We had a tough time figuring out what exactly you were supposed to do in Bangalore besides shopping?  We did manage to see the few sights that were highlighted for tourism while getting some comforts from home.  Sort of...hamburgers are chicken burgers in India because they don't eat beef.  If you order a Big Mac it has a fried chicken filet instead.  Strange, but what can you do?

We strolled through some parks. 


Visited a few temples.


This is the Bull Temple.


Aha!  That's why they call it the Bull Temple.  There's a rock shaped like a bull.


We spent a total of six days in Bangalore and got to experience a lot of new things that you would expect to see in a big Indian city.  It was definitely time to move on and we were told by several that a must stop is Hampi, India.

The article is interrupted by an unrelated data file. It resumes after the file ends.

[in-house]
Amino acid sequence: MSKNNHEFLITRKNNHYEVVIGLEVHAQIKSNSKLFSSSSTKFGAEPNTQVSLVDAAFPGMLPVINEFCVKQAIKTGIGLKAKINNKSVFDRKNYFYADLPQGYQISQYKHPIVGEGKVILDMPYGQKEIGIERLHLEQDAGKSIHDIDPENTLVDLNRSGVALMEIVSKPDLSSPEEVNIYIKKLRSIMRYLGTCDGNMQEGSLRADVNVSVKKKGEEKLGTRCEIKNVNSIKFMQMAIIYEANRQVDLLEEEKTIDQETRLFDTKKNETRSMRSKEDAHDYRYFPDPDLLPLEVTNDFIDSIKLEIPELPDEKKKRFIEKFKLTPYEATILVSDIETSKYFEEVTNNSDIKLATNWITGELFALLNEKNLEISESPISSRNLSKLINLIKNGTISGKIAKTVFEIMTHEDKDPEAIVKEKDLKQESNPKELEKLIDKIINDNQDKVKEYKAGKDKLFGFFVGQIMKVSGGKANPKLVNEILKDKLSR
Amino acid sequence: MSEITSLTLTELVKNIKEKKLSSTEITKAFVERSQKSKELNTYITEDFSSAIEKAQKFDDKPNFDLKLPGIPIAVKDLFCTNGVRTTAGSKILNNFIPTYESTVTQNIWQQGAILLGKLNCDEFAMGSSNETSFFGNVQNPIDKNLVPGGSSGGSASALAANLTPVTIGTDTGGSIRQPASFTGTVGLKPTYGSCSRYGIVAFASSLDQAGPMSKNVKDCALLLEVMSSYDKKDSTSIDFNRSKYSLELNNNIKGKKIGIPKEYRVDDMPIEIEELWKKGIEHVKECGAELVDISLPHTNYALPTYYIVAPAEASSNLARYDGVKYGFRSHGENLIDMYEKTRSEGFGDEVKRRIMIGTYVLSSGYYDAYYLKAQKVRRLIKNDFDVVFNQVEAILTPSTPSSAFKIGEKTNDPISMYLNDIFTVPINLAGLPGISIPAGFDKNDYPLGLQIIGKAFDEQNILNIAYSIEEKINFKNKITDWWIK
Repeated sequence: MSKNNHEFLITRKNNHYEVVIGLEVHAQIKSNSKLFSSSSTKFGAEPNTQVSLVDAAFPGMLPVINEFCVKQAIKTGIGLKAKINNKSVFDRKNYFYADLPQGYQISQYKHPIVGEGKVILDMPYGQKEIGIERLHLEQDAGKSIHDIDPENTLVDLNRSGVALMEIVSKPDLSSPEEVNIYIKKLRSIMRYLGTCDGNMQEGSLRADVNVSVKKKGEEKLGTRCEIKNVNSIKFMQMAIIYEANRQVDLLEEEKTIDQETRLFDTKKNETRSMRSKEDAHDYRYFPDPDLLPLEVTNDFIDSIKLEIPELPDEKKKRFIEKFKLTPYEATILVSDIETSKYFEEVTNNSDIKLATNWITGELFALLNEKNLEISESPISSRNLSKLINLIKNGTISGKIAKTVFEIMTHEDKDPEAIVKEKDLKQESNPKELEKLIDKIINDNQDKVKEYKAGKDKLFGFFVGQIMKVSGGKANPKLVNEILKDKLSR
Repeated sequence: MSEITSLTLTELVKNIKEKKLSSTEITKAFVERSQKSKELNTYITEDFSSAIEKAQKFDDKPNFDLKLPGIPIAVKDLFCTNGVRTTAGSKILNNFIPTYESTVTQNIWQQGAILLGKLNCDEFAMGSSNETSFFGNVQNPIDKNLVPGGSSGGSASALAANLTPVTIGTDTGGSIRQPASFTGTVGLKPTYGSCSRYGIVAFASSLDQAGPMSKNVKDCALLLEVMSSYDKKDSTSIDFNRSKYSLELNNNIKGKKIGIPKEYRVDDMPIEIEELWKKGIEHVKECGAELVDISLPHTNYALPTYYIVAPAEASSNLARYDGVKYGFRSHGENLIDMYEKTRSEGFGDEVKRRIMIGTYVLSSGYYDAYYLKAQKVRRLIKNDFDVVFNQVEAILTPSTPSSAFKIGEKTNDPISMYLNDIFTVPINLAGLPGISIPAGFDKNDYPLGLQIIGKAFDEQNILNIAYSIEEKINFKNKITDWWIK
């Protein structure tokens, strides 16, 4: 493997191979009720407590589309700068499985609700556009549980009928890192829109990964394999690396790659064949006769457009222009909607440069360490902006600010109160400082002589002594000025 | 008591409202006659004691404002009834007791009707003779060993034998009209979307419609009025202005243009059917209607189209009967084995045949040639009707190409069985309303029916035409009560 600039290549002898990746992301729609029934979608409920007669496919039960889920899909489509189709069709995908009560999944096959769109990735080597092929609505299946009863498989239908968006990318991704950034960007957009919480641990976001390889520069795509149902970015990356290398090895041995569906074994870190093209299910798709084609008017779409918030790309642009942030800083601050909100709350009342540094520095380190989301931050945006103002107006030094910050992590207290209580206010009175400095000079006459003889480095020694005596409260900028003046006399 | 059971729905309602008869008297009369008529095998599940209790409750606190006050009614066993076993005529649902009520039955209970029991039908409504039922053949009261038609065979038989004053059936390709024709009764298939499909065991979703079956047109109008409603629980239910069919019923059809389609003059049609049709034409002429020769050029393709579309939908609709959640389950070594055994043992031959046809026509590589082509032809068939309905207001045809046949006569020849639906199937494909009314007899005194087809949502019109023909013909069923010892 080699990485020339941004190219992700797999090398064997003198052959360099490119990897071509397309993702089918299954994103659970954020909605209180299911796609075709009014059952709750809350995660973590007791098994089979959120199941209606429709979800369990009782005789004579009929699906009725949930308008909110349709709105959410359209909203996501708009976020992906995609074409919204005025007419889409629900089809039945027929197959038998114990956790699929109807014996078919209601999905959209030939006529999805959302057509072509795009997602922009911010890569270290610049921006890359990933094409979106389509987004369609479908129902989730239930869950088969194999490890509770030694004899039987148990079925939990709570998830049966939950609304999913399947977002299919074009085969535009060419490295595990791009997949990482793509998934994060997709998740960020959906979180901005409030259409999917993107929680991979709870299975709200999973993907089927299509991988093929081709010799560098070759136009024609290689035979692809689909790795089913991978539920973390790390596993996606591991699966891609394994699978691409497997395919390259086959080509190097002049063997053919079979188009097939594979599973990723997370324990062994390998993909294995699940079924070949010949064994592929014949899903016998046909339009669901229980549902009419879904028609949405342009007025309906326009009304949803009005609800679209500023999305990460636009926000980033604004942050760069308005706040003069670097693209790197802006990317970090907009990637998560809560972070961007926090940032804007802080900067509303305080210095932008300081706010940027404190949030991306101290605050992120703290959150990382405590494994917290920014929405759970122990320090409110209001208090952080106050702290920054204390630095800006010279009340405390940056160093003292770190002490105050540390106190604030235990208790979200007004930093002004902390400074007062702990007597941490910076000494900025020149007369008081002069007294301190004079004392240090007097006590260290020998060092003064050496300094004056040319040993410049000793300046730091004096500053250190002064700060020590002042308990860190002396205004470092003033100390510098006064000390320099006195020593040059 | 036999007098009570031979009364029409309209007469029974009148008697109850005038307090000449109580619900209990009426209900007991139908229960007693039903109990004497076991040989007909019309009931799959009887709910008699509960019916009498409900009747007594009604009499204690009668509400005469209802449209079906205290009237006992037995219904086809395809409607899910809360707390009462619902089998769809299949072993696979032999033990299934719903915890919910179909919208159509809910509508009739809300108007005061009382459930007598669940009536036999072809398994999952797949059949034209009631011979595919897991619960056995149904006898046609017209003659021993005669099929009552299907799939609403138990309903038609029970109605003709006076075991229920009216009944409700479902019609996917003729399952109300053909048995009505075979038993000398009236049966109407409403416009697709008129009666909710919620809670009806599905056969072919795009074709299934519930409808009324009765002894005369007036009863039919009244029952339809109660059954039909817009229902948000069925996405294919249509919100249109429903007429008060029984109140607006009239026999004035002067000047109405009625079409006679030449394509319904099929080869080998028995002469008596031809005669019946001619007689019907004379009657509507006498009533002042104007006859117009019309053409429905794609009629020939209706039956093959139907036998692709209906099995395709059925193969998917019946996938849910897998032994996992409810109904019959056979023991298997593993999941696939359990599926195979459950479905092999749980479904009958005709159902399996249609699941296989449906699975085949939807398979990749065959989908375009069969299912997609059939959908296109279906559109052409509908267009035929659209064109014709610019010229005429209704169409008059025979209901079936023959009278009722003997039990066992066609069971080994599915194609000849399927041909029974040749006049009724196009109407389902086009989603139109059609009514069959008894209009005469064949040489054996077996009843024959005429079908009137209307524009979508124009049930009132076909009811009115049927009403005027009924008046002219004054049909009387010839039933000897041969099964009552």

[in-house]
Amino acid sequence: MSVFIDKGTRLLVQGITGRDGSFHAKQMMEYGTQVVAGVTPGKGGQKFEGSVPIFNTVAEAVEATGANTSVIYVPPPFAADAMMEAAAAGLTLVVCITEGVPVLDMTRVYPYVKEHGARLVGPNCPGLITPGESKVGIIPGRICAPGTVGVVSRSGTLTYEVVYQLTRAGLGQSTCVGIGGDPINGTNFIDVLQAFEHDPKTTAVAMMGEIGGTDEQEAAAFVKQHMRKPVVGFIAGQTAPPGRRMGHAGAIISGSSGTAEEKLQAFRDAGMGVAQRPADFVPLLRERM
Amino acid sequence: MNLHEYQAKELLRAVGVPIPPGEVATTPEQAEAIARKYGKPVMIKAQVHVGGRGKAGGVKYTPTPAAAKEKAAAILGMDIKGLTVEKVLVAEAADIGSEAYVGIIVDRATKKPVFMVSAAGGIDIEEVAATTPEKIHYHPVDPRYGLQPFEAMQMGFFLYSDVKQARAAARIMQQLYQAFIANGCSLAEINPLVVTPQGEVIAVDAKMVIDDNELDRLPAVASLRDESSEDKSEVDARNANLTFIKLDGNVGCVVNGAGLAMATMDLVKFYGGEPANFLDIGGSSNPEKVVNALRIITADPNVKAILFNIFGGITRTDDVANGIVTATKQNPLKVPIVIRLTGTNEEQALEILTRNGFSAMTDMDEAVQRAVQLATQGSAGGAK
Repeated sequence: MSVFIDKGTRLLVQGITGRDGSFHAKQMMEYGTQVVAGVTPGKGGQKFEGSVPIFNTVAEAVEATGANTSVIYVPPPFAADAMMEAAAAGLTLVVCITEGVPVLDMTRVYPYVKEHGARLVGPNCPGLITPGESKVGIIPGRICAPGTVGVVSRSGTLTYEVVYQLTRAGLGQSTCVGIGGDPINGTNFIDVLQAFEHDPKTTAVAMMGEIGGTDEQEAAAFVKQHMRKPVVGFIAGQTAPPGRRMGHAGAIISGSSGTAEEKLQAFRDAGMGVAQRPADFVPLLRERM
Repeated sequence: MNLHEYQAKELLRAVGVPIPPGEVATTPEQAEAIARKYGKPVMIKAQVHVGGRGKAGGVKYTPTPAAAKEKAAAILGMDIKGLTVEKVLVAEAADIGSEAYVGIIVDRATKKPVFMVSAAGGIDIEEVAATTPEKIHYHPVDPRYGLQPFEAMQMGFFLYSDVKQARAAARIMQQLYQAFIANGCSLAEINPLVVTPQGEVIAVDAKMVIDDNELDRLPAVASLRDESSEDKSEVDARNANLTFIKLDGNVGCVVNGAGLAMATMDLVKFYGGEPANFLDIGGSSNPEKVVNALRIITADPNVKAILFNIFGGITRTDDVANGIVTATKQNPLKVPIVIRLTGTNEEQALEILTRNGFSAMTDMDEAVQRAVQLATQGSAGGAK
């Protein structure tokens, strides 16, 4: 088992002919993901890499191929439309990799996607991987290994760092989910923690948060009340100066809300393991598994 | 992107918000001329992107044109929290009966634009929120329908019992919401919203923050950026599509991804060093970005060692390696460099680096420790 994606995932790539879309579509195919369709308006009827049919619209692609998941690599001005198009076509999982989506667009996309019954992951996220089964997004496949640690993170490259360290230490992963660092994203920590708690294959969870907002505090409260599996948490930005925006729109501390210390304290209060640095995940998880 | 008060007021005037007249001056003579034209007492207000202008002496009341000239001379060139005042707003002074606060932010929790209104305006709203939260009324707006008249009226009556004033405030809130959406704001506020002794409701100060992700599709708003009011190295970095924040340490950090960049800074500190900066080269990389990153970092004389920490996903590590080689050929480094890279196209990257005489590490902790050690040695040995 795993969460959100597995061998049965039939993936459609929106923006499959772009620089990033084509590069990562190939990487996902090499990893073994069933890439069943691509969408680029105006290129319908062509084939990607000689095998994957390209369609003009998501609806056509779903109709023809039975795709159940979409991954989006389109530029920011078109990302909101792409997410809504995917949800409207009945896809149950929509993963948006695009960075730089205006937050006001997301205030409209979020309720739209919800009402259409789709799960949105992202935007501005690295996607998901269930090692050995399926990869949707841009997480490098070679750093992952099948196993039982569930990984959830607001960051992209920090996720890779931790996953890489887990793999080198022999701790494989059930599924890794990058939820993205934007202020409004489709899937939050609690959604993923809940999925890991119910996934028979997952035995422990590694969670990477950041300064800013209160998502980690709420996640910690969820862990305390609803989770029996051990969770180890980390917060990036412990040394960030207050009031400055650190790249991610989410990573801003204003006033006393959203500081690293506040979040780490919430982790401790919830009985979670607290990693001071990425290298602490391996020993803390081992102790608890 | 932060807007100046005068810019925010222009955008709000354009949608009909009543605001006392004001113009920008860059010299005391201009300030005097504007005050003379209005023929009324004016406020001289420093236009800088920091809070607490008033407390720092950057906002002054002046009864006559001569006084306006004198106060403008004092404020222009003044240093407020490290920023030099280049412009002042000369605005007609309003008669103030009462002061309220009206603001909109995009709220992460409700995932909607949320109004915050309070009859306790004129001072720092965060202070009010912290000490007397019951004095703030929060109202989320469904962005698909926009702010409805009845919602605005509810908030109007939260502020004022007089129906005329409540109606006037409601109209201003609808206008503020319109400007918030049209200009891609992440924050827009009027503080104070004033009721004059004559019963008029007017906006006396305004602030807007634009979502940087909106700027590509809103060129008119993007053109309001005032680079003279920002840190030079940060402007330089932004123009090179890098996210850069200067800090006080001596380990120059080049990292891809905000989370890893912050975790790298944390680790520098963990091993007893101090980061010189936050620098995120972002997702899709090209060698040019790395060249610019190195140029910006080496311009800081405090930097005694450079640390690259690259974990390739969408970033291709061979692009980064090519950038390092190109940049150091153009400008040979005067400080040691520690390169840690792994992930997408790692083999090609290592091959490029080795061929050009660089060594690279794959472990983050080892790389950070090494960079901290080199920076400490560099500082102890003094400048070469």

Hampi's history dates back to around 100 - 50 years BC and is absolutely unbelievable.  There are two sides of the town that you can stay in.  One is Hampi Town and is on the side where most of the ruins are located.  The down side to this is that it is generally more expensive and much, much louder and more hectic.  We decided to stay on the other side of the river.  To get to the other side of the river it is required to take a 30-second ride by ferry.  We'll go more into this a little bit later.


Believe it or not, Hampi was once home to an empire that was larger than the Roman Empire and many of the ruins are still being discovered.  Hampi is an explorers paradise and much of our five days there was spent wandering through vast valleys of boulders and dreaming of days gone by.  We felt like a couple of little explorers crawling over hills and walking around ancient stone buildings.  It really makes you think.